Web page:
SAO PAULO — Nineteen parishes in Sao Paulo, Brazil, opened their doors to collect guns and ammunition as part of the city-wide Religions United for Disarmament campaign that collected 271 firearms and 173 rounds of ammunition during nine days.
The weapons were collected during the World Week for Disarmament in late October under the direction of the Sao Paulo Metropolitan Civil Guard, the city’s police force.
The campaign promoted by the I Am for Peace Institute was organized with the cooperation of a variety of religious houses of worship, including Buddhist temples, Jewish synagogues and evangelical churches in an attempt to reduce the number of firearms on the streets. Each worship site accepted the weapons for two or three days. People turned in the weapons anonymously, with no questions asked.
In connection with the campaign, Cardinal Odilio Pedro Scherer of Sao Paulo called for tighter laws controlling the development of toys that push children toward violence.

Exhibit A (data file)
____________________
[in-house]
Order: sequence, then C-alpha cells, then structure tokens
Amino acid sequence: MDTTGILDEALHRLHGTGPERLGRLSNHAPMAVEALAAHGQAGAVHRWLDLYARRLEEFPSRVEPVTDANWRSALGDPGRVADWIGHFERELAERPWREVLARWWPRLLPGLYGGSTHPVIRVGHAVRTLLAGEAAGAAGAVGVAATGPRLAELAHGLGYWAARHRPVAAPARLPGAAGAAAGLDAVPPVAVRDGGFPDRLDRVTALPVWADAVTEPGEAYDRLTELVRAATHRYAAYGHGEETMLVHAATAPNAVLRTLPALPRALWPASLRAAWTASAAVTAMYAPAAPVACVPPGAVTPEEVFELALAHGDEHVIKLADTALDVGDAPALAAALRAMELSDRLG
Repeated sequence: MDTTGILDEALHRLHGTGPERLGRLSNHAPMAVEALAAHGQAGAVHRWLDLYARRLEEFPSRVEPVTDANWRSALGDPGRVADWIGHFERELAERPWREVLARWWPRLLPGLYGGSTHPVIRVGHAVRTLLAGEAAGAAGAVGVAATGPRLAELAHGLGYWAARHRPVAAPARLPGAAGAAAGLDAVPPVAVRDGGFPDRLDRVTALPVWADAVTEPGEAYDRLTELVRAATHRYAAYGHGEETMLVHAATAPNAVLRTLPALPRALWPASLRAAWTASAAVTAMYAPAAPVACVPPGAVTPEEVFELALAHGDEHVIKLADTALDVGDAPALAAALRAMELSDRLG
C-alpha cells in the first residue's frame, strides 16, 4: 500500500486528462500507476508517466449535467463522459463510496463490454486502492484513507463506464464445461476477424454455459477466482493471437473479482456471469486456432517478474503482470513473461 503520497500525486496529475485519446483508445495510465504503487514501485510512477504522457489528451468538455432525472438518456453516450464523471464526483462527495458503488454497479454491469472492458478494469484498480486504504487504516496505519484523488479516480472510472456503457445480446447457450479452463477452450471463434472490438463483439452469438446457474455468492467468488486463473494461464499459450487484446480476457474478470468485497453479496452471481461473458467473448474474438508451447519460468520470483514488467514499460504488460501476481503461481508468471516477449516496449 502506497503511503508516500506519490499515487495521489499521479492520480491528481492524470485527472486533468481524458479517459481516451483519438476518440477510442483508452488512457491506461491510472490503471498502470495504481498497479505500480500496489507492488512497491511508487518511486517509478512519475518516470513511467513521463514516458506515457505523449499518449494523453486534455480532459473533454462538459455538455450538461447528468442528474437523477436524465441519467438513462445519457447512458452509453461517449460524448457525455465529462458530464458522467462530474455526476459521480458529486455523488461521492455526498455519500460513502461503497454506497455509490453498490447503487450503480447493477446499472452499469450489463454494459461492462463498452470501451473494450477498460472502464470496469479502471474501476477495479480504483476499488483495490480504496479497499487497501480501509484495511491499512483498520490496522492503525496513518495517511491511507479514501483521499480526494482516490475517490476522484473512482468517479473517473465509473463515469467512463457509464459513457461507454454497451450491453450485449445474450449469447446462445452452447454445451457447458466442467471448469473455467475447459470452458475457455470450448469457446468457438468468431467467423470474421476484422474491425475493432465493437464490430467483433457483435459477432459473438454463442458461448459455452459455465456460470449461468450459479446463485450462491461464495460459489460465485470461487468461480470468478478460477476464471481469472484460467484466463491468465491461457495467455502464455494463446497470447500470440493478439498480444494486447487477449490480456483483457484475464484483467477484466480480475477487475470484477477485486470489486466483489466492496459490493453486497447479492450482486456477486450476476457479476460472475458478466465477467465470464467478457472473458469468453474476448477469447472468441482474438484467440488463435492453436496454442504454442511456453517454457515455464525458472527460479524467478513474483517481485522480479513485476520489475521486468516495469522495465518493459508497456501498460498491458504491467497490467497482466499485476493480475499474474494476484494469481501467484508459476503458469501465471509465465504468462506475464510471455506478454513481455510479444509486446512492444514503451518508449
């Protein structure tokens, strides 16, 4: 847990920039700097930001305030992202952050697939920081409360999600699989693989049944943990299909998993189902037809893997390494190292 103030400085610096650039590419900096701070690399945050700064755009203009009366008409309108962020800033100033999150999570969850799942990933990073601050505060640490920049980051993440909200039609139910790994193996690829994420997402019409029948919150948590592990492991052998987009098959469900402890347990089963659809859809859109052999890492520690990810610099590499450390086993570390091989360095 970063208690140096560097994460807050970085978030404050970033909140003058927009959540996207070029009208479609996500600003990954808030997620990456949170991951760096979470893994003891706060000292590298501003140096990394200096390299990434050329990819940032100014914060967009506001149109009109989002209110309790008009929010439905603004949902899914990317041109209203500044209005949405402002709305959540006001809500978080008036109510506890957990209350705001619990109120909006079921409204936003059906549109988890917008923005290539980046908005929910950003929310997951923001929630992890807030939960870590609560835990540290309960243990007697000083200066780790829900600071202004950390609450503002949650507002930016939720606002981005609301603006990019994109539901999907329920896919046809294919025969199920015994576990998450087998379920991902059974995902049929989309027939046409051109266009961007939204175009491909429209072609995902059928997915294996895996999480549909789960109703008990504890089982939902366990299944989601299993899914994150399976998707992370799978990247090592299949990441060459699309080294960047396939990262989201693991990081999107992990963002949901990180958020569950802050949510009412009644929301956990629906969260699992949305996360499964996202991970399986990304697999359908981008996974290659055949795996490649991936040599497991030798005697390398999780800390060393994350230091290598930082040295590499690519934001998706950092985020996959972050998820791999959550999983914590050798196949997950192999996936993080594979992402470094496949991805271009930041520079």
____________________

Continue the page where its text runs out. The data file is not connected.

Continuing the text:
“We have seen the tragic use of firearms in our schools. This is certainly an imitation of adult attitudes,” the cardinal said in a statement.
He also suggested that stronger action is needed to control the illegal entry of firearms into Brazil and to limit firearm use so that weapons do not end up in the hands of criminals.
“Arms trafficking is one of the most profitable illegal activities in the world today,” he said.
The results of the campaign pleased organizers, who said the collection yielded more firearms than a similar effort in 2009, when 251 weapons were turned in.
“The campaign was very positive,” said Father Gilmar Jose da Silva, pastor of St. Anthony do Pari Church, whose parish collected 35 firearms over three days.
“This kind of partnership among city officials, the archdiocese and the institute should occur more often,” he said.
The office of the Sao Paulo public security secretary reported that firearms were involved in nearly two-thirds of the city’s 1,189 homicides in 2010.
The I Am for Peace Institute reported that most weapons used by criminals were manufactured and sold legally in Brazil, but that many are either stolen or sold illegally, then used to commit crimes.